Original Civil War flags on display in Fort Worth

A Confederate “Stars and Bars” flag, captured by soldiers of the Union Army at Columbia, South Carolina. Via Wikipedia.

The Confederate flag is raising more and more controversy in America’s south, as memories of Civil War and slavery mar the present day.

Fort Worth in Texas has a Civil War museum that holds the artefacts and history of the south, including original Civil War flags.

Many families who live in the south are descendants of people who fought in the Civil War, as well as African Americans who were slaves at the time of the Civil War. One local family, the Stevens, can trace their family back to Confederate General Beauregard who ordered the attack on Fort Sumpter, which initiated the war.

The museum at Fort Worth has a large collection of flags which are causing controversy today. The Stevens family says the flags fly all over the south, but they say that they never feel offended by them. They say that all of those who fought during the Civil War deserve respect no matter what side they fought on.

The museum’s director, Cindy Harriman, says that the debate about flags is more poignant than ever right now. Coverage of violence and killings taking place in America over extreme Confederate beliefs has been shown all over the world. Most recently a young gunman killed nine people at a bible class in Charleston, South Carolina.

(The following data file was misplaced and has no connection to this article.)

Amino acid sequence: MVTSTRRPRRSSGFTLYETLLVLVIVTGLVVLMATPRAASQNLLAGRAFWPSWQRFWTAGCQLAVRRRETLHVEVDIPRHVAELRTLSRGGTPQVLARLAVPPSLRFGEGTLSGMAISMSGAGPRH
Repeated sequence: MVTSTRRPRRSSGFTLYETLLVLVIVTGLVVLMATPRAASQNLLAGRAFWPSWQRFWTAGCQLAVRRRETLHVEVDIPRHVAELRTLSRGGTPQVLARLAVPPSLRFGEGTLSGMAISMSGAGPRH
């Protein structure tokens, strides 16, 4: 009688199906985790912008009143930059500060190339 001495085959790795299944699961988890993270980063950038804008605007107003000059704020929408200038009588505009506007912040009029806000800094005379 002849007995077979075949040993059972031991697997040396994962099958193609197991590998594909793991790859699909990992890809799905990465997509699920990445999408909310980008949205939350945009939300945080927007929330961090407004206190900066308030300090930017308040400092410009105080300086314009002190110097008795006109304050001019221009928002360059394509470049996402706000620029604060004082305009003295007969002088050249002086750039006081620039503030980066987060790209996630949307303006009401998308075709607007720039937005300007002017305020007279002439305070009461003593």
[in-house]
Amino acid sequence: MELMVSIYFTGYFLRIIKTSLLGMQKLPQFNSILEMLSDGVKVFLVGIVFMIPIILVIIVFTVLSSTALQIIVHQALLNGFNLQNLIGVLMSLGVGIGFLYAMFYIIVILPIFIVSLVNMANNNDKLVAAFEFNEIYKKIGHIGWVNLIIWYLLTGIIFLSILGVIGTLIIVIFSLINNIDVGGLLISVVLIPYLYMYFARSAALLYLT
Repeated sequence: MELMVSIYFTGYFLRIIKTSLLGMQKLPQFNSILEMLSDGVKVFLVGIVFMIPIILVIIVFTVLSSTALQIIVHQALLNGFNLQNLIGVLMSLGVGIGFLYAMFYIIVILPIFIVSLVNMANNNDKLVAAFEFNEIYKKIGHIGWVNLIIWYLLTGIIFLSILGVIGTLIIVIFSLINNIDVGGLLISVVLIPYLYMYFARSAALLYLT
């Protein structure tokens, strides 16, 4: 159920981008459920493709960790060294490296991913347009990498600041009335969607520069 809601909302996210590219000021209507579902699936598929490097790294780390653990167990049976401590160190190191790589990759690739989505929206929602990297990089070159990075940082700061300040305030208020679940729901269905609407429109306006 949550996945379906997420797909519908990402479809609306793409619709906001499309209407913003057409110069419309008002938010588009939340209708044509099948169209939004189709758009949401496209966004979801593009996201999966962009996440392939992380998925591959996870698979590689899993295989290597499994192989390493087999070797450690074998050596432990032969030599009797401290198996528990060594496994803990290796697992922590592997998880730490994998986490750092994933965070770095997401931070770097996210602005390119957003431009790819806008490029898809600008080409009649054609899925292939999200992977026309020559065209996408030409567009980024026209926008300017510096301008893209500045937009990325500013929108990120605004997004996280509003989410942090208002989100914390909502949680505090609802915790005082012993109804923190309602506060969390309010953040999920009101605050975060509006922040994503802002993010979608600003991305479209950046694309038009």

The museum houses some of the most important flags in American history such as the Confederate flag that was flown by Lyndon Johnson’s ancestors who fought in the 26th Texas Cavalry, the WFAA.com reports.

Another flag is the General Hood, after which Hood County was named. The General Hood flag was wrapped up and buried in the ground for 10 years for its own protection. It was eventually dug up and given to authorities for preservation.

Other artefacts at the museum include flasks, bullets and shells, medical implements and uniforms. The museum is home to General Grant’s blue field coat, which still has stars on the shoulders. It is believed that General Grant wore the coat during the surrender at Appomattox. A half smoked cigar is also on display, thought to be one of General Grant’s.

The Fort Worth Civil War Museum is open Tuesday to Saturday from 10am to 5pm.

Ian Harvey

Ian Harvey is one of the authors writing for WAR HISTORY ONLINE